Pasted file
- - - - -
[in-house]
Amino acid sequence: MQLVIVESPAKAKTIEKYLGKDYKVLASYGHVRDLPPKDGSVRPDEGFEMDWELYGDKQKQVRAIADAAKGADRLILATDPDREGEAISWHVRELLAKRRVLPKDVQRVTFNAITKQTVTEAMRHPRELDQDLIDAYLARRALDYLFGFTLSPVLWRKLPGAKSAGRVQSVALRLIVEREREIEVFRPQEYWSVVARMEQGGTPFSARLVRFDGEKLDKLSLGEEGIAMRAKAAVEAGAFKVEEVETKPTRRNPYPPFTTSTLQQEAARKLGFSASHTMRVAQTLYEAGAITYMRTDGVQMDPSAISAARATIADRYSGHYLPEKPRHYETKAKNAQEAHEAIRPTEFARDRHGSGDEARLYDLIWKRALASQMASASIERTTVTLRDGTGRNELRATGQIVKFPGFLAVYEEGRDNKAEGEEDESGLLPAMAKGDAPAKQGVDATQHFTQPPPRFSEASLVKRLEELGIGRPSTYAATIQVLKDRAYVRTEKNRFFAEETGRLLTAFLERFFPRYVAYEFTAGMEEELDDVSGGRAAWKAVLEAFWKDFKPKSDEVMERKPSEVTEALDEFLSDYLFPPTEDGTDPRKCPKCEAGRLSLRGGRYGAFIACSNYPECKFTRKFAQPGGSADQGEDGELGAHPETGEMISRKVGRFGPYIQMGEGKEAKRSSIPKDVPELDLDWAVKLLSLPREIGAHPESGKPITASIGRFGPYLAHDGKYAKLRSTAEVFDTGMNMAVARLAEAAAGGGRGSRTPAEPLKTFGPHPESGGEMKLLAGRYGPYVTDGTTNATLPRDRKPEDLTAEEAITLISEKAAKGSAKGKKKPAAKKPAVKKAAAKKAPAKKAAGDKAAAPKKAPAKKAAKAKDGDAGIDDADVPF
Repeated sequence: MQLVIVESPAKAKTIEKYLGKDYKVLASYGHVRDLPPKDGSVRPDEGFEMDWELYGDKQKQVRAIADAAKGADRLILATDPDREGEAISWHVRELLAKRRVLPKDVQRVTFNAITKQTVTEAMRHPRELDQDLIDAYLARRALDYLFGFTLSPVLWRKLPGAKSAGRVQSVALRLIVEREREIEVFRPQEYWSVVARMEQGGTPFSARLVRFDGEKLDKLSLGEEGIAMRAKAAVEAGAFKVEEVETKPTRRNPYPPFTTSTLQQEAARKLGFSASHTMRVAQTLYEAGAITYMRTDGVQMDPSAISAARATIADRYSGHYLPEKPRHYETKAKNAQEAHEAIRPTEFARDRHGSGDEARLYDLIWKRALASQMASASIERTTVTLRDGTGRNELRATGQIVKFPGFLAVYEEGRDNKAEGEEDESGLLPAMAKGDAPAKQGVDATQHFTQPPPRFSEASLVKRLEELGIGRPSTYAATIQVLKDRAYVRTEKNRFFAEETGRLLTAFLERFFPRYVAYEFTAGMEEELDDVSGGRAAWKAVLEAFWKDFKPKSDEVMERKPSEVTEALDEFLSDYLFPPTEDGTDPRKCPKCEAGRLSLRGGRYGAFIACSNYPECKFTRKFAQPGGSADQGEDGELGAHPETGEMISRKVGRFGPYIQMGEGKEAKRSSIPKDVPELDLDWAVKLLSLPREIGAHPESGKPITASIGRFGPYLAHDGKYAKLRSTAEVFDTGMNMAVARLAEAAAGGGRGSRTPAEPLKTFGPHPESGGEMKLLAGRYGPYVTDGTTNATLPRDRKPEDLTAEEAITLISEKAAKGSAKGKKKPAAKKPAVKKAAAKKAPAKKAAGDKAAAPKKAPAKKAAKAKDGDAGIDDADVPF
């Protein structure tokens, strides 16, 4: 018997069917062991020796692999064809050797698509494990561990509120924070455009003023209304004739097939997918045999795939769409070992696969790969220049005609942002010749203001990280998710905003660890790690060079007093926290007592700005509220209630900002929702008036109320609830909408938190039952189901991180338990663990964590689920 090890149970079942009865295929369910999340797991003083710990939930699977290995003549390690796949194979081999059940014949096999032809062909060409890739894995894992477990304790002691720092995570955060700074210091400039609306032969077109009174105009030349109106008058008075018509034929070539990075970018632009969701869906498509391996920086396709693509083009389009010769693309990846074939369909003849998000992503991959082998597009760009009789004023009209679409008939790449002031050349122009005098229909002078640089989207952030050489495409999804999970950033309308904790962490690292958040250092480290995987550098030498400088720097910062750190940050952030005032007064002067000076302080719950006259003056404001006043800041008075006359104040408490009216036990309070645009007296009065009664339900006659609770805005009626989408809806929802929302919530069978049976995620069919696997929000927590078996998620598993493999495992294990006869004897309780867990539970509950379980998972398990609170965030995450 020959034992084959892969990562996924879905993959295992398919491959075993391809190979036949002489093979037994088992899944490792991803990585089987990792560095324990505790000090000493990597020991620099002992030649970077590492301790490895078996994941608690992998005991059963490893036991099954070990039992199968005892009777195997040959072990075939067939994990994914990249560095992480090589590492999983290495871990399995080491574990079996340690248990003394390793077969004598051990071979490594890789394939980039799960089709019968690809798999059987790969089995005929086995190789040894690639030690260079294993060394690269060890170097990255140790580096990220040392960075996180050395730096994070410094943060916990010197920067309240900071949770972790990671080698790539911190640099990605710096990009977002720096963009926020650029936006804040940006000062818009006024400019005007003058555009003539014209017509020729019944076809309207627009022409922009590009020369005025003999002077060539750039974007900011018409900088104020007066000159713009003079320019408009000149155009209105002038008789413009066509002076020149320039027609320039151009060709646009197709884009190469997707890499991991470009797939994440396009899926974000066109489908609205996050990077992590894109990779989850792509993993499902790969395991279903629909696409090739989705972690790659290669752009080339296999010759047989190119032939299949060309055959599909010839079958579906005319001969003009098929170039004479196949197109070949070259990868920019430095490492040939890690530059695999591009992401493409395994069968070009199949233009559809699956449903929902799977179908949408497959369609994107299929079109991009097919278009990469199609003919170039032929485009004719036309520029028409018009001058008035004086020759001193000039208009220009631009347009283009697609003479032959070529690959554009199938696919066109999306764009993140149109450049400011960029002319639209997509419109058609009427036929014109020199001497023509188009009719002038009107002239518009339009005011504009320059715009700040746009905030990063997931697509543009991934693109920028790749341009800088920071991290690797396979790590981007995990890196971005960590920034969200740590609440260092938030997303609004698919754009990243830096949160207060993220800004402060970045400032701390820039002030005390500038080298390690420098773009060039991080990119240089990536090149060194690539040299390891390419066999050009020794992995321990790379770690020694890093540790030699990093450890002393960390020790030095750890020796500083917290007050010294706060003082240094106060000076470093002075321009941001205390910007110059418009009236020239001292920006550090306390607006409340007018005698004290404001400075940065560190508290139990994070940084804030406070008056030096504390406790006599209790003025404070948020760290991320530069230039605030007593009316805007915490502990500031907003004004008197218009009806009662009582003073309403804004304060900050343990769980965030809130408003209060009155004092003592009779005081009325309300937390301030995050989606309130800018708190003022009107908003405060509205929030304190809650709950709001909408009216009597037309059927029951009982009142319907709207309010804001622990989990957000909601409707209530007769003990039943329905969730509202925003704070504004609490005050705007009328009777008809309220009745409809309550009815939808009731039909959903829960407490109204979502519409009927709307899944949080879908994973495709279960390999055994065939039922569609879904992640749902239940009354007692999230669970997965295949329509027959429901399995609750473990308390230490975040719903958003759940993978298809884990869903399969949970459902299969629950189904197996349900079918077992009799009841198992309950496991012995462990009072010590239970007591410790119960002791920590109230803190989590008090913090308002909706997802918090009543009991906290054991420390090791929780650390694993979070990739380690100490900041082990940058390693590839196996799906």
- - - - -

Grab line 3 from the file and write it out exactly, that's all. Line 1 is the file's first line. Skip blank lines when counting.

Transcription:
Repeated sequence: MQLVIVESPAKAKTIEKYLGKDYKVLASYGHVRDLPPKDGSVRPDEGFEMDWELYGDKQKQVRAIADAAKGADRLILATDPDREGEAISWHVRELLAKRRVLPKDVQRVTFNAITKQTVTEAMRHPRELDQDLIDAYLARRALDYLFGFTLSPVLWRKLPGAKSAGRVQSVALRLIVEREREIEVFRPQEYWSVVARMEQGGTPFSARLVRFDGEKLDKLSLGEEGIAMRAKAAVEAGAFKVEEVETKPTRRNPYPPFTTSTLQQEAARKLGFSASHTMRVAQTLYEAGAITYMRTDGVQMDPSAISAARATIADRYSGHYLPEKPRHYETKAKNAQEAHEAIRPTEFARDRHGSGDEARLYDLIWKRALASQMASASIERTTVTLRDGTGRNELRATGQIVKFPGFLAVYEEGRDNKAEGEEDESGLLPAMAKGDAPAKQGVDATQHFTQPPPRFSEASLVKRLEELGIGRPSTYAATIQVLKDRAYVRTEKNRFFAEETGRLLTAFLERFFPRYVAYEFTAGMEEELDDVSGGRAAWKAVLEAFWKDFKPKSDEVMERKPSEVTEALDEFLSDYLFPPTEDGTDPRKCPKCEAGRLSLRGGRYGAFIACSNYPECKFTRKFAQPGGSADQGEDGELGAHPETGEMISRKVGRFGPYIQMGEGKEAKRSSIPKDVPELDLDWAVKLLSLPREIGAHPESGKPITASIGRFGPYLAHDGKYAKLRSTAEVFDTGMNMAVARLAEAAAGGGRGSRTPAEPLKTFGPHPESGGEMKLLAGRYGPYVTDGTTNATLPRDRKPEDLTAEEAITLISEKAAKGSAKGKKKPAAKKPAVKKAAAKKAPAKKAAGDKAAAPKKAPAKKAAKAKDGDAGIDDADVPF